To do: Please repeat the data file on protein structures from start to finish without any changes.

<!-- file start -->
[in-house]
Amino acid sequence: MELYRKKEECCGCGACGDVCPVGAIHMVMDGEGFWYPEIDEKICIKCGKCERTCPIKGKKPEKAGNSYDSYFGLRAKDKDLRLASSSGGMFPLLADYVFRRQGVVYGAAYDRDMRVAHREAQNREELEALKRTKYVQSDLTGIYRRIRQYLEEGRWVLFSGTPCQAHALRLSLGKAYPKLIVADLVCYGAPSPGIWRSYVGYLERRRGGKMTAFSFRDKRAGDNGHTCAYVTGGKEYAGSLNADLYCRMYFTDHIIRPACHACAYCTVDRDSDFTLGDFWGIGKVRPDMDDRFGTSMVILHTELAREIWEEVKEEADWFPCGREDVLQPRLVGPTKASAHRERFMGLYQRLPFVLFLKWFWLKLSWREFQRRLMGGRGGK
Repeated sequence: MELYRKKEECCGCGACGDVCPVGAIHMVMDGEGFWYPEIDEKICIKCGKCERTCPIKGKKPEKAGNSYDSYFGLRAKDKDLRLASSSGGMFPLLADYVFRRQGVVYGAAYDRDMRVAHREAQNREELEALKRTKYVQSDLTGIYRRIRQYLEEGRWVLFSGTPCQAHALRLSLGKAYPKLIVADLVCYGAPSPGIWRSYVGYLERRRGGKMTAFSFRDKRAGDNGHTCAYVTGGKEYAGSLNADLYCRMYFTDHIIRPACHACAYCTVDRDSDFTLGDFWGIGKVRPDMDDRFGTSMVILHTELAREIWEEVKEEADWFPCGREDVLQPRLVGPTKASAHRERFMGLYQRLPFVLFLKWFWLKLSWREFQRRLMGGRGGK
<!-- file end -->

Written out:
[in-house]
Amino acid sequence: MELYRKKEECCGCGACGDVCPVGAIHMVMDGEGFWYPEIDEKICIKCGKCERTCPIKGKKPEKAGNSYDSYFGLRAKDKDLRLASSSGGMFPLLADYVFRRQGVVYGAAYDRDMRVAHREAQNREELEALKRTKYVQSDLTGIYRRIRQYLEEGRWVLFSGTPCQAHALRLSLGKAYPKLIVADLVCYGAPSPGIWRSYVGYLERRRGGKMTAFSFRDKRAGDNGHTCAYVTGGKEYAGSLNADLYCRMYFTDHIIRPACHACAYCTVDRDSDFTLGDFWGIGKVRPDMDDRFGTSMVILHTELAREIWEEVKEEADWFPCGREDVLQPRLVGPTKASAHRERFMGLYQRLPFVLFLKWFWLKLSWREFQRRLMGGRGGK
Repeated sequence: MELYRKKEECCGCGACGDVCPVGAIHMVMDGEGFWYPEIDEKICIKCGKCERTCPIKGKKPEKAGNSYDSYFGLRAKDKDLRLASSSGGMFPLLADYVFRRQGVVYGAAYDRDMRVAHREAQNREELEALKRTKYVQSDLTGIYRRIRQYLEEGRWVLFSGTPCQAHALRLSLGKAYPKLIVADLVCYGAPSPGIWRSYVGYLERRRGGKMTAFSFRDKRAGDNGHTCAYVTGGKEYAGSLNADLYCRMYFTDHIIRPACHACAYCTVDRDSDFTLGDFWGIGKVRPDMDDRFGTSMVILHTELAREIWEEVKEEADWFPCGREDVLQPRLVGPTKASAHRERFMGLYQRLPFVLFLKWFWLKLSWREFQRRLMGGRGGK